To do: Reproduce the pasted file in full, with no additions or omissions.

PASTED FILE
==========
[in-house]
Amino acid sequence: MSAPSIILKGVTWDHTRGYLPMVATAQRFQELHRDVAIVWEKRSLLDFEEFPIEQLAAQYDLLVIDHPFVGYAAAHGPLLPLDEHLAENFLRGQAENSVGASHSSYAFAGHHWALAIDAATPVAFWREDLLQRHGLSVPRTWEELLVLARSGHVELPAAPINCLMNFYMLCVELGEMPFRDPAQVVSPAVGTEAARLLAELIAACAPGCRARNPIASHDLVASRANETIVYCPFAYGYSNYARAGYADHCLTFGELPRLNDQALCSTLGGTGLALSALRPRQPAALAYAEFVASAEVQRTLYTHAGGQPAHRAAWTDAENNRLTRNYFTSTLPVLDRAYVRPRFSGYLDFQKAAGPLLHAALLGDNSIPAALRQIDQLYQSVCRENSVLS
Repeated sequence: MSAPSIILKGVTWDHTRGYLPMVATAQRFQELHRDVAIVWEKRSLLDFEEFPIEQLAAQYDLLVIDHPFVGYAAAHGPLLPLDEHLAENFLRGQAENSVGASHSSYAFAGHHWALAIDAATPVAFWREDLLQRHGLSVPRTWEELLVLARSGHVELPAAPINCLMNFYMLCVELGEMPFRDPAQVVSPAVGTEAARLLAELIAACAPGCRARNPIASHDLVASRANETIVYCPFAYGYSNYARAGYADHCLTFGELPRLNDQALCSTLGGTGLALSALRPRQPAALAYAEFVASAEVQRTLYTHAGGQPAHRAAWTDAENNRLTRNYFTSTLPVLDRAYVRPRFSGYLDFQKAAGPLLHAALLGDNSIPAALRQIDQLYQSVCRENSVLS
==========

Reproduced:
[in-house]
Amino acid sequence: MSAPSIILKGVTWDHTRGYLPMVATAQRFQELHRDVAIVWEKRSLLDFEEFPIEQLAAQYDLLVIDHPFVGYAAAHGPLLPLDEHLAENFLRGQAENSVGASHSSYAFAGHHWALAIDAATPVAFWREDLLQRHGLSVPRTWEELLVLARSGHVELPAAPINCLMNFYMLCVELGEMPFRDPAQVVSPAVGTEAARLLAELIAACAPGCRARNPIASHDLVASRANETIVYCPFAYGYSNYARAGYADHCLTFGELPRLNDQALCSTLGGTGLALSALRPRQPAALAYAEFVASAEVQRTLYTHAGGQPAHRAAWTDAENNRLTRNYFTSTLPVLDRAYVRPRFSGYLDFQKAAGPLLHAALLGDNSIPAALRQIDQLYQSVCRENSVLS
Repeated sequence: MSAPSIILKGVTWDHTRGYLPMVATAQRFQELHRDVAIVWEKRSLLDFEEFPIEQLAAQYDLLVIDHPFVGYAAAHGPLLPLDEHLAENFLRGQAENSVGASHSSYAFAGHHWALAIDAATPVAFWREDLLQRHGLSVPRTWEELLVLARSGHVELPAAPINCLMNFYMLCVELGEMPFRDPAQVVSPAVGTEAARLLAELIAACAPGCRARNPIASHDLVASRANETIVYCPFAYGYSNYARAGYADHCLTFGELPRLNDQALCSTLGGTGLALSALRPRQPAALAYAEFVASAEVQRTLYTHAGGQPAHRAAWTDAENNRLTRNYFTSTLPVLDRAYVRPRFSGYLDFQKAAGPLLHAALLGDNSIPAALRQIDQLYQSVCRENSVLS